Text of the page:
US/Uruguay free trade accord, among priorities of new ambassador in Montevideo
The new US ambassador in Uruguay, confirmed this week by the US Senate, expects to hold contacts with Uruguayan authorities to promote and negotiate a free trade agreement.
During hearings for her confirmation in the US Congress, Dominican Republic born Ms Reynoso underlined that there was a favourable climate in Uruguay and good relations with the administration of President Obama to increase bilateral trade, which already is ‘significant’.
With Uruguay “we share important values, including the commitment with democracy, the rule of the law and respect for contracts, economic policies, defence of the environment and the peaceful resolution of controversies among countries plus the commitment with the multilateral system” said now ambassador Reynoso before the US congress.
According to the State Department web, Ms Reynoso became Deputy Assistant Secretary for Central America and the Caribbean in the Bureau of Western Hemisphere Affairs at the Department of State on November 16, 2009.
She is an attorney by trade and, prior to joining the U.S. State Department, practiced law at the international law firm of Simpson Thacher & Bartlett LLP in New York, focusing on international arbitration and antitrust law. She was also a fellow at New York University School of Law and Columbia Law School.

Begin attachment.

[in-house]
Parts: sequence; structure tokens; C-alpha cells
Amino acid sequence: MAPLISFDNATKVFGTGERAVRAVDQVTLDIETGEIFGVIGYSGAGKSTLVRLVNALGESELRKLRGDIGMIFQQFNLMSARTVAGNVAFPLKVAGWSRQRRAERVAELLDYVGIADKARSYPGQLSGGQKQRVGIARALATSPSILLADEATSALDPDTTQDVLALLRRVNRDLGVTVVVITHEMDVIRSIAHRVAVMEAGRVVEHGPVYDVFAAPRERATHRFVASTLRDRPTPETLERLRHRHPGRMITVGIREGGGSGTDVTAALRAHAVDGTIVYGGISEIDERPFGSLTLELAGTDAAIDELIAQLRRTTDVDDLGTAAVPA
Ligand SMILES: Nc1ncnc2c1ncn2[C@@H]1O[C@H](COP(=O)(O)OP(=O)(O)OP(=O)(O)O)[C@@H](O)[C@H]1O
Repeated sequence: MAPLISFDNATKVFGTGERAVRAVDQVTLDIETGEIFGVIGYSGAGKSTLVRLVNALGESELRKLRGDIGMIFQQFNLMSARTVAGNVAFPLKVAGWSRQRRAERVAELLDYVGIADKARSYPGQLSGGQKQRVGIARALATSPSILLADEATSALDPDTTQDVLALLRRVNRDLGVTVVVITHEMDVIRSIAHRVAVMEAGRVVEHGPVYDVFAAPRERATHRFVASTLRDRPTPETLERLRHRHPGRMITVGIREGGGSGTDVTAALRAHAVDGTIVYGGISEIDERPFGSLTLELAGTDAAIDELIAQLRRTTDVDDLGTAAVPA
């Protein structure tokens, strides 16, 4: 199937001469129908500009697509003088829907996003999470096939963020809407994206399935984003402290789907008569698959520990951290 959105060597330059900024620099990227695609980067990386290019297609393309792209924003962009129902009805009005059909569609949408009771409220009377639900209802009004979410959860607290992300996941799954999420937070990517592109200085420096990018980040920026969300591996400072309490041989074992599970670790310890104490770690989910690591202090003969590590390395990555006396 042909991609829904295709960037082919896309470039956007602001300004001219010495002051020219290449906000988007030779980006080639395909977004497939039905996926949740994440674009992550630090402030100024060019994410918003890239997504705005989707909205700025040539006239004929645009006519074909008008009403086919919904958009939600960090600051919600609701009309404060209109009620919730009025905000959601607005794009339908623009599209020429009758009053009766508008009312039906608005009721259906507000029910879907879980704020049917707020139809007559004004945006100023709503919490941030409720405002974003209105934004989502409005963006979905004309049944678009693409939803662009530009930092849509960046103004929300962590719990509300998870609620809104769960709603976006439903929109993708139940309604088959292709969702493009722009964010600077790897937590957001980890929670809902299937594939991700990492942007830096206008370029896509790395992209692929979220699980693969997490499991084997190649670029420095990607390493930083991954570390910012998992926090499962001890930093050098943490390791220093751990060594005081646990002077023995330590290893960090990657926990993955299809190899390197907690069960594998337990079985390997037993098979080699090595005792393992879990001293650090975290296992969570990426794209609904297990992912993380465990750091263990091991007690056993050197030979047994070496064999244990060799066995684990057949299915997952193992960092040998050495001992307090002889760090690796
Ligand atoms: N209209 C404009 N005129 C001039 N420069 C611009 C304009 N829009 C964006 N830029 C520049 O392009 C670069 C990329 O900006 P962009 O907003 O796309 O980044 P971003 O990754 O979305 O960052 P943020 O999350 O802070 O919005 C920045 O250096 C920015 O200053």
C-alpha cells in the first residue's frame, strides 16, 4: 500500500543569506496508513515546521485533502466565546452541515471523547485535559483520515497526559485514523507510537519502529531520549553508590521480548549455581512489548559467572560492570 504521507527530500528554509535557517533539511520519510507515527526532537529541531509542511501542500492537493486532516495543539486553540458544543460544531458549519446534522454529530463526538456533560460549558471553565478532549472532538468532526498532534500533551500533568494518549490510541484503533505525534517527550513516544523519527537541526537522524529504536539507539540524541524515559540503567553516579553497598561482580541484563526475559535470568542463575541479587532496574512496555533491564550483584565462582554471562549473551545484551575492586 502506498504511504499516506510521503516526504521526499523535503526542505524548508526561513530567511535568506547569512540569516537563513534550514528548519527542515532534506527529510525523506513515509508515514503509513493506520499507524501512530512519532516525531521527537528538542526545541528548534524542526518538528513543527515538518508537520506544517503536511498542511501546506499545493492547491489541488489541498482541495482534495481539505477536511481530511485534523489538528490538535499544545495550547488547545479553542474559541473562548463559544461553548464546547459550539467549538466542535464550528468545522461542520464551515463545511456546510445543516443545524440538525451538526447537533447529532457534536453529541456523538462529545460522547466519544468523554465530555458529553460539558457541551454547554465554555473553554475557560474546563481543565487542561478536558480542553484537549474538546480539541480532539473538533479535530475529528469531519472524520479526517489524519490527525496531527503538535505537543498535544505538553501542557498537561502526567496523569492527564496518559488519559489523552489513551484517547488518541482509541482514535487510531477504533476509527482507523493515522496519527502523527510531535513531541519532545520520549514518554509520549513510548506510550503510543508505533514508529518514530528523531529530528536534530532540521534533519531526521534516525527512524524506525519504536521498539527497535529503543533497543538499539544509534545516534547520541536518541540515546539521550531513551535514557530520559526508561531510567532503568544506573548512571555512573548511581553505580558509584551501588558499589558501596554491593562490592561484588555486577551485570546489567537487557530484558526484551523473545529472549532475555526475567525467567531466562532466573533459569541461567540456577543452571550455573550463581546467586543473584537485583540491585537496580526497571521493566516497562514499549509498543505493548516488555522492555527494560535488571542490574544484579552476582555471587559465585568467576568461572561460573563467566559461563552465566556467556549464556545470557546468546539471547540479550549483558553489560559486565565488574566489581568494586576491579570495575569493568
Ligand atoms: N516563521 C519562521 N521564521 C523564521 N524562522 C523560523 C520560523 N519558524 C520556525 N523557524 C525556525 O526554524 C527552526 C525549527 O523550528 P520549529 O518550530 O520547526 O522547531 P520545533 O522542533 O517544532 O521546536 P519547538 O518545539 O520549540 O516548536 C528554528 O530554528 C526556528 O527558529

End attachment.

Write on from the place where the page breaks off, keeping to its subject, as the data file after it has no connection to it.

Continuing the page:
In 2006, Ms. Reynoso served as Deputy Director of the Office of Accountability at the New York City Department of Education. She has published widely in both Spanish and English on a range of issues including regulatory reform, community organizing, housing reform, immigration policy, and Latin American politics for both popular press and academic journals.
Ms. Reynoso holds a B.A. in Government from Harvard University, a Masters in Philosophy from the University of Cambridge in the U.K., and a J.D. from Columbia University School of Law. After law school, she clerked for the Honorable Federal Judge Laura Taylor Swain. Ms. Reynoso is a member of the Council of Foreign Relations.